My Dad Really Is: A Review of Karateka

I don’t like to jerk off with games anymore.  Games that take about 900 hours to complete are stupid, which is why I stick to dumb shit like Karateka.

karateka

You know shit’s real when whole heads explode.

If you don’t know the name immediately, you’re a toolbox and I’m not interested to know you.  Karateka was originally released in 1954 for the Magical Fruit Duo.  I played it when it was remade 30 years later as Karateka for the Commodore 64 in 1984, even though everybody went crazy off their ass for the Apple II version, because that was the kind of computer Jordan Mechner originally programmed it for.  Whatever.  Apples are my ass and blueberries are my balls.  The fact was, the original Karateka was a fantastic exercise in silent storytelling, an interactive kung fu movie for our childhood hearts wrapped up in a tight little pixelated package.  The plot?  Kick dudes in the balls as hard as you can until you got to save princess Mariko from some badass named Akuma.  Also, punch some bird that could get really pissed at you.

Karateka-storyboard

Drawings Jordan Mechner scribbled while he was in the shitter.

Easy. Simple.  The game was full of repetitive tension.  Blocking moves and judging where the best place to strike your opponent factored in heavily, and if you didn’t make the right decision, you were sure to get your ass handed to you.  I never beat the original game, probably because I was born retarded.  Mechner transferred some of those fantastic mechanics over to his more popular title, Prince of Persia, in 1989.

After buying the 2012 Karateka remake that magically came out for consoles in November and then surprised me on my Steam window earlier this evening, I was hopeful for an experience just as memorable as the original.  I couldn’t wait to get pissed, punch my monitor, and jerk off in the time it took to load from my tape drive.

Unfortunately, none of that happened.

Trying to view Karateka with glasses that aren’t steamed over by nostalgia is impossible.  It’s not a game meant to stand on its own; it’s not a game that was ever intended to be sold to exist on its own apart from the old memories.  Karateka tries to meet the standards of the original, but falls terribly short in almost every way.  It’s like when you went to the flea market when you were a kid, bought that sweet bootleg Jackie Chan VHS tape, and got home and realized somebody had recorded a workout tape over it.

What a bunch of dicks.

If this game looks cool, you're wrong -- it isn't.

If this game looks cool, you’re wrong — it isn’t.

Karateka is more of a rhythm game than an action-fighter.  It eschews the original formula’s need to judge your combat — Do I use a high-kick?  A low-kick?  Do I block the attack or step back out of the way?  Do I get aggressive, do I work defensively? — and instead replaces them all with Guitar Hero without the guitars or any of the fun.  Combat is broken down into two sequences: Block and Attack.  Fights almost always begin with the enemy throwing a few punches at you, and you needing to block before you attack.   You block at the right time by pressing a button, then attack back.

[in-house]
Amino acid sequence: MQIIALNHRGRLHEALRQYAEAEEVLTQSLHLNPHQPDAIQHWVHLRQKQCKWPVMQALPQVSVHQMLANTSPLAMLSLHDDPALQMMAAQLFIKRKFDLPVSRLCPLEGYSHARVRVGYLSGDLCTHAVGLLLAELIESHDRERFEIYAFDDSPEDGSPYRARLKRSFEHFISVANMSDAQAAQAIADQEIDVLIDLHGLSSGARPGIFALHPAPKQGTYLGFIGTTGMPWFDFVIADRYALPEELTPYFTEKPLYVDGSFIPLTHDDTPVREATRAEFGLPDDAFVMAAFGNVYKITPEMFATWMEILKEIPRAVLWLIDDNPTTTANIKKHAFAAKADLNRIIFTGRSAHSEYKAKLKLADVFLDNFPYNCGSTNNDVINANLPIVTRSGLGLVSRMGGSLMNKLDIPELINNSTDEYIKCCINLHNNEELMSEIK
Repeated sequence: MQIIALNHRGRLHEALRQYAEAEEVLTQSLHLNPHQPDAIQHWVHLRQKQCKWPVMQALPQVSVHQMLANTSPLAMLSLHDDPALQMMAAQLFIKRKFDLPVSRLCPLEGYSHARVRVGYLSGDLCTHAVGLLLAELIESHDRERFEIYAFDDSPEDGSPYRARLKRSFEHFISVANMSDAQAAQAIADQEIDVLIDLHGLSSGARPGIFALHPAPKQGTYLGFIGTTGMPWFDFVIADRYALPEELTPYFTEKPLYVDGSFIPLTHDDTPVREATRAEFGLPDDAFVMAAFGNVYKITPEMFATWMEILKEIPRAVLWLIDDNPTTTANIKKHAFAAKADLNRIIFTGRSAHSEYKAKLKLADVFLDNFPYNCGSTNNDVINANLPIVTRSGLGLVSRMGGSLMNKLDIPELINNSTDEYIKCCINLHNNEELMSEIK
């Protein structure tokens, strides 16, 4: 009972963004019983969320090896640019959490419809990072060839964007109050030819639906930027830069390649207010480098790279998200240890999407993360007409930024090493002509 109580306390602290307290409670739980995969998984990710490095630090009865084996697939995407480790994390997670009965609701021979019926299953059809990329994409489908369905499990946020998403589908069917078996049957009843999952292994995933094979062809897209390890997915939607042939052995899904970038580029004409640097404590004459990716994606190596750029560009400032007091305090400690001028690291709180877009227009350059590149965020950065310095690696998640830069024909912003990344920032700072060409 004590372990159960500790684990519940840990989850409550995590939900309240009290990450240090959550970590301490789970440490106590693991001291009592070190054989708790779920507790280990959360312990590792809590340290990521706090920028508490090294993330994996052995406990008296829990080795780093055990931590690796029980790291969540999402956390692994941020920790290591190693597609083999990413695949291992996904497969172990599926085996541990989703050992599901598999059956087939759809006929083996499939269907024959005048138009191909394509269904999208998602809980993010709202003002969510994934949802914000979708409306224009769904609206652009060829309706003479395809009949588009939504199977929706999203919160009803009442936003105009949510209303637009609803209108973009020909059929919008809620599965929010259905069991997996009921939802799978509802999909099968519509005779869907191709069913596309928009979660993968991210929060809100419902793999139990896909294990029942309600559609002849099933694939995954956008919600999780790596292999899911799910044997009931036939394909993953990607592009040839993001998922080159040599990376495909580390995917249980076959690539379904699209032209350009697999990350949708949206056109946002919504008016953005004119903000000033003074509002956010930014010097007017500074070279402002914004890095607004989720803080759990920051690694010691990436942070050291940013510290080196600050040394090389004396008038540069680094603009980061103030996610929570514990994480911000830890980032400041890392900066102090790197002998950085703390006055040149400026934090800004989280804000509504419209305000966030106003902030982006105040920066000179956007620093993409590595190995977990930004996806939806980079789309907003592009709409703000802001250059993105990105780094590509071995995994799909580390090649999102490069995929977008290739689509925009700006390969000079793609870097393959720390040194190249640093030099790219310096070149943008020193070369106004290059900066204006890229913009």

There you go.  That’s the Karateka remake in a nutshell.

If you want to move during a fight, you can’t.  Lateral movement isn’t even possible.  The camera just jerks back and forth between blocking and attacking sequences, and you’re expected to adhere to them without breaking out of pattern, without attempting to slip in an attack when it’s either not your turn, or when the enemy doesn’t ask to get kicked in the face.

Karateka is about the easiest game ever made.  Sure, you have three lives (each which corresponds to one of the three characters attempting to save Princess Mariko: her True Love, a Monk, and some creepy Brute dude who likes to smile like a rapist), but you likely won’t need all of them.  Hell, you might get bored enough before you ever really give a shit.

Karateka's character select screen that I magically made up.

Karateka‘s character select screen that I magically made up.

Here are a few things to expect from Karateka the minute you blow your cash on what you think might be a chance to relive some old memories.

1) The art-style is reminiscent of Disney’s Mulan.  Hell, I think you’re actually saving Mulan.

2) You don’t have to even angle your blocks or your kicks.  You just press buttons.  It’s that easy, you dingus.

3) Challenge is nonexistent.  Don’t even worry about getting better at the game.  By the time you beat the fourth enemy, you’ll be ready to take on the evil Akuma and turn this bullshit off.

4) You have a special move that you gather up over enough time of getting your face punched in the exact same way over and over again.  Fortunately for you, you can use this Chi super move at the right time — just as you’re getting kicked in your chin.

There’s really not very much worth saying about Karateka, unfortunately.  You’d be better off revisiting your sad childhood by playing the original, which is infinitely better in so many ways than this over-stylized  shadow of a video game.  If you’re interested to press forward for awhile, and then press a button and then another button over and over again, it might be right up your alley, but to spend ten bucks on it seems downright foolish.  You’re scarcely getting a game — you’re getting a reminder that some games just never need to be remade.

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